1800 had decided in favour of the junction of the two offices. in the instance of Dr. Arnot's settlement in Kingsbarns, the conviction gained ground that it was a union which violated the constitution of the Scottish Establishment, which had always required constant residence in their parishes on the part of all its ministers. That conviction was very unequivocally expressed when, in the year 1813, the Rev. William Ferrie, Professor of Civil History in the University of St. Andrews, was presented to the living of Kilconquhar. At first the Presbytery of St. Andrews refused to admit him to the pastoral charge, unless he gave them the assurance, which he refused to do, that before or at the time of his ordination, he would resign his professorship. Upon appeal to the General Assembly, held at Edinburgh in May 1813, by the narrow and at that time unusually small majority of five the decision of the Presbytery of St. Andrews was reversed, and they were appointed to proceed with Mr. Ferrie's settlement as minister of Kilconquhar," with all convenient speed, according to the rules of the Church." In compliance with this decision of the supreme Court, a committee of Presbytery met at Kilconquhar for the purpose of moderating in a call, and reported to a subsequent meeting that no signatures whatever had been attached to it. At the same time, however, a letter was laid before the Presbytery, in which' all the principal landholders of Kilconquhar, three out of four of the elders, and many heads of families, apologized for not having signed the call at the proper time, and expressed their concurrence in Mr. Ferrie's settlement. At this stage the matter was referred to the Synod, for the meeting of which, on the 12th October, Mr. Chalmers, as his Journal has already informed the reader, made the most anxious and careful preparation.* It had been his impression that the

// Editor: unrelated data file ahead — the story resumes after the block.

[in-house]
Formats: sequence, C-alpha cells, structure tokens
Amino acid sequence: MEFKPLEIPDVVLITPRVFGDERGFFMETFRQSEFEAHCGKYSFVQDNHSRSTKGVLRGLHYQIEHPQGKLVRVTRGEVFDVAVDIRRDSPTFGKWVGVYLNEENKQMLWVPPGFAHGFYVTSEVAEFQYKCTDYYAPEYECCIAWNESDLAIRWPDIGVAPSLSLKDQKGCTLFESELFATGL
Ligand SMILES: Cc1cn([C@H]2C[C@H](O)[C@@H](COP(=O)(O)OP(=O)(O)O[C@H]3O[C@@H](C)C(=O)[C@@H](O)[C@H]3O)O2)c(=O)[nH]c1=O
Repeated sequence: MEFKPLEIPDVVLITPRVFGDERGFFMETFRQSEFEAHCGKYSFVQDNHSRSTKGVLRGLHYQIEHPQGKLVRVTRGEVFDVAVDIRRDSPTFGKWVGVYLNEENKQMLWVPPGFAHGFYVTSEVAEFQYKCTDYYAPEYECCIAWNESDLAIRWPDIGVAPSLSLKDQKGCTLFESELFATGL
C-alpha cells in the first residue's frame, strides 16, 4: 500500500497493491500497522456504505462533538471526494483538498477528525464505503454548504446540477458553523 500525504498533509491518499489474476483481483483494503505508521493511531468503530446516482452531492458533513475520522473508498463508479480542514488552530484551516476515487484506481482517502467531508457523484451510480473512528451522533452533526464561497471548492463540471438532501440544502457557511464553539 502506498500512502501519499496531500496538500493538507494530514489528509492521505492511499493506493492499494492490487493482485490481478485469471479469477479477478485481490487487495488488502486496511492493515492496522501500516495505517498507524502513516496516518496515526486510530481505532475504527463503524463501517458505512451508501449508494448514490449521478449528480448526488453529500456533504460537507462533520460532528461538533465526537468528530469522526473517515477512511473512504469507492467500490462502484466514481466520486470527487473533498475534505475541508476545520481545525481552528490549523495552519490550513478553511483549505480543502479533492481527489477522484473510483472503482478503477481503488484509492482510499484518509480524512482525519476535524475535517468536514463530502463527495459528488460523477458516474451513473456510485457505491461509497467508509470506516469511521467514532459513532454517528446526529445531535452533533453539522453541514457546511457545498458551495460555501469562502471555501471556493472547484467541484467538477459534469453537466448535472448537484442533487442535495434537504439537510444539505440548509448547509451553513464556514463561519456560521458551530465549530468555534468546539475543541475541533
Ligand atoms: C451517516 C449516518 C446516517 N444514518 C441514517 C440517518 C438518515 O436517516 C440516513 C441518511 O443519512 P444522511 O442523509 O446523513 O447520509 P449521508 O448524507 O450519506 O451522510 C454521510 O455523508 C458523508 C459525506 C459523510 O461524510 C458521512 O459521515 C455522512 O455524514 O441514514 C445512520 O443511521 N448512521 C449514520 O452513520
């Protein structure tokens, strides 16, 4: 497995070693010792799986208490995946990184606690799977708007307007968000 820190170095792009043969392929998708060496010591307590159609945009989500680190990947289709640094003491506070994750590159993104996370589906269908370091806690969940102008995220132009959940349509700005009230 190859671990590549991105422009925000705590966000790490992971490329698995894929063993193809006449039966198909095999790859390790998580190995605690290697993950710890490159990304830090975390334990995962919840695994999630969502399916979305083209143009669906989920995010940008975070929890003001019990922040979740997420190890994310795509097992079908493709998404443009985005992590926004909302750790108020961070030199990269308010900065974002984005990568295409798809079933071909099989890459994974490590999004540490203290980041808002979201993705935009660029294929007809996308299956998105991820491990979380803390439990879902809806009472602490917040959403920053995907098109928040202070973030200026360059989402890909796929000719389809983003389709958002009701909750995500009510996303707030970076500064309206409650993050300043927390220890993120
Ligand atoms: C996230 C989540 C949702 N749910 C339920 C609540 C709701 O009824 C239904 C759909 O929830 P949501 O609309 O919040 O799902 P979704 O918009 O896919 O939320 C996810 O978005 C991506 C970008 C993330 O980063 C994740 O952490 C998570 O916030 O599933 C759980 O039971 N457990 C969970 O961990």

* Extracts from the speech prepared for this occasion will be found in Appendix L.